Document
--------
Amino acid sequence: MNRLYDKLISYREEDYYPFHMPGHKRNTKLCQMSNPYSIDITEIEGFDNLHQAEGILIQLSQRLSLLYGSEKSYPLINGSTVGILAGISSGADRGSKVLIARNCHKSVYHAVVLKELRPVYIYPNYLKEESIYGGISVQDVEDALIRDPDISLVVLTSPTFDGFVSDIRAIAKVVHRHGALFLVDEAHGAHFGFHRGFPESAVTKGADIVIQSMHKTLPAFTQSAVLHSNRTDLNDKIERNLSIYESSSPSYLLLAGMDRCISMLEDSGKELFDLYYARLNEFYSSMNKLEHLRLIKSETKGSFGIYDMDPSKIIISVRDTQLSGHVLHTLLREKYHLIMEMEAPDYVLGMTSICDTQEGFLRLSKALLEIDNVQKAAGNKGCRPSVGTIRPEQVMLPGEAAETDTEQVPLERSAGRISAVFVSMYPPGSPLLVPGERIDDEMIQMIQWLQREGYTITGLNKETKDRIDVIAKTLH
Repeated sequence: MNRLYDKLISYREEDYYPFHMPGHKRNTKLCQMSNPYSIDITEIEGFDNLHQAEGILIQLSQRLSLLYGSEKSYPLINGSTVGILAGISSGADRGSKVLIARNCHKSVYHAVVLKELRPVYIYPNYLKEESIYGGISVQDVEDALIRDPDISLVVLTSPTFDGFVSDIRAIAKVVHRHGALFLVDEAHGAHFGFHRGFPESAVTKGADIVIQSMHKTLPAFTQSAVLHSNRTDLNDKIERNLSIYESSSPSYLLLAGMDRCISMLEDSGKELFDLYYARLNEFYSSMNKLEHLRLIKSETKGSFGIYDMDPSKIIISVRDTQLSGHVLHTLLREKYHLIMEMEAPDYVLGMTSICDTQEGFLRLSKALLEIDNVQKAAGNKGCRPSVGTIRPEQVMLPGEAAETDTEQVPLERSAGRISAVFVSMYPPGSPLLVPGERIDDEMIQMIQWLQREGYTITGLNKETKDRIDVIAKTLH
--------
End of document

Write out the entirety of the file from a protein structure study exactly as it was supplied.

Amino acid sequence: MNRLYDKLISYREEDYYPFHMPGHKRNTKLCQMSNPYSIDITEIEGFDNLHQAEGILIQLSQRLSLLYGSEKSYPLINGSTVGILAGISSGADRGSKVLIARNCHKSVYHAVVLKELRPVYIYPNYLKEESIYGGISVQDVEDALIRDPDISLVVLTSPTFDGFVSDIRAIAKVVHRHGALFLVDEAHGAHFGFHRGFPESAVTKGADIVIQSMHKTLPAFTQSAVLHSNRTDLNDKIERNLSIYESSSPSYLLLAGMDRCISMLEDSGKELFDLYYARLNEFYSSMNKLEHLRLIKSETKGSFGIYDMDPSKIIISVRDTQLSGHVLHTLLREKYHLIMEMEAPDYVLGMTSICDTQEGFLRLSKALLEIDNVQKAAGNKGCRPSVGTIRPEQVMLPGEAAETDTEQVPLERSAGRISAVFVSMYPPGSPLLVPGERIDDEMIQMIQWLQREGYTITGLNKETKDRIDVIAKTLH
Repeated sequence: MNRLYDKLISYREEDYYPFHMPGHKRNTKLCQMSNPYSIDITEIEGFDNLHQAEGILIQLSQRLSLLYGSEKSYPLINGSTVGILAGISSGADRGSKVLIARNCHKSVYHAVVLKELRPVYIYPNYLKEESIYGGISVQDVEDALIRDPDISLVVLTSPTFDGFVSDIRAIAKVVHRHGALFLVDEAHGAHFGFHRGFPESAVTKGADIVIQSMHKTLPAFTQSAVLHSNRTDLNDKIERNLSIYESSSPSYLLLAGMDRCISMLEDSGKELFDLYYARLNEFYSSMNKLEHLRLIKSETKGSFGIYDMDPSKIIISVRDTQLSGHVLHTLLREKYHLIMEMEAPDYVLGMTSICDTQEGFLRLSKALLEIDNVQKAAGNKGCRPSVGTIRPEQVMLPGEAAETDTEQVPLERSAGRISAVFVSMYPPGSPLLVPGERIDDEMIQMIQWLQREGYTITGLNKETKDRIDVIAKTLH